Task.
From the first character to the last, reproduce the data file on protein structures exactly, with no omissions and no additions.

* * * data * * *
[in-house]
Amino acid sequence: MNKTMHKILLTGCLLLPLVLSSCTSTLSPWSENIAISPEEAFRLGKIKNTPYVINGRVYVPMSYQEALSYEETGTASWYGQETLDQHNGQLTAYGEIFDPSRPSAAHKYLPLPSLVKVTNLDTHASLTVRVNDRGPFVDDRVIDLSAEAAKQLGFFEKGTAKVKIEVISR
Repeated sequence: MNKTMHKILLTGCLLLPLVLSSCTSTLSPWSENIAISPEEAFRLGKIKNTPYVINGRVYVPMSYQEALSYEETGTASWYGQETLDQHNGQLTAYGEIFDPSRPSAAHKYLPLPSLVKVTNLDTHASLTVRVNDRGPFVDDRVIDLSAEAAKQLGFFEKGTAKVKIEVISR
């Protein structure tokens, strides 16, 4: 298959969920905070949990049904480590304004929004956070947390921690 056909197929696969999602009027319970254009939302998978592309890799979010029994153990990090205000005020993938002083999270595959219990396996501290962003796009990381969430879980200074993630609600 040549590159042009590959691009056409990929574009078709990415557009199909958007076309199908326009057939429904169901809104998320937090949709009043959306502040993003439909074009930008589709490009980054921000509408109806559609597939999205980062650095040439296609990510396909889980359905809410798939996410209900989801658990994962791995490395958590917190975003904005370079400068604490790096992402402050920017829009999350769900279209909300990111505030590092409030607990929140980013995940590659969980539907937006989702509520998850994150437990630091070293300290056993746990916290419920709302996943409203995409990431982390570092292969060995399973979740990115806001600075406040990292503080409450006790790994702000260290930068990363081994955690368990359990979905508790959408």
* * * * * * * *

[in-house]
Amino acid sequence: MNKTMHKILLTGCLLLPLVLSSCTSTLSPWSENIAISPEEAFRLGKIKNTPYVINGRVYVPMSYQEALSYEETGTASWYGQETLDQHNGQLTAYGEIFDPSRPSAAHKYLPLPSLVKVTNLDTHASLTVRVNDRGPFVDDRVIDLSAEAAKQLGFFEKGTAKVKIEVISR
Repeated sequence: MNKTMHKILLTGCLLLPLVLSSCTSTLSPWSENIAISPEEAFRLGKIKNTPYVINGRVYVPMSYQEALSYEETGTASWYGQETLDQHNGQLTAYGEIFDPSRPSAAHKYLPLPSLVKVTNLDTHASLTVRVNDRGPFVDDRVIDLSAEAAKQLGFFEKGTAKVKIEVISR
């Protein structure tokens, strides 16, 4: 298959969920905070949990049904480590304004929004956070947390921690 056909197929696969999602009027319970254009939302998978592309890799979010029994153990990090205000005020993938002083999270595959219990396996501290962003796009990381969430879980200074993630609600 040549590159042009590959691009056409990929574009078709990415557009199909958007076309199908326009057939429904169901809104998320937090949709009043959306502040993003439909074009930008589709490009980054921000509408109806559609597939999205980062650095040439296609990510396909889980359905809410798939996410209900989801658990994962791995490395958590917190975003904005370079400068604490790096992402402050920017829009999350769900279209909300990111505030590092409030607990929140980013995940590659969980539907937006989702509520998850994150437990630091070293300290056993746990916290419920709302996943409203995409990431982390570092292969060995399973979740990115806001600075406040990292503080409450006790790994702000260290930068990363081994955690368990359990979905508790959408």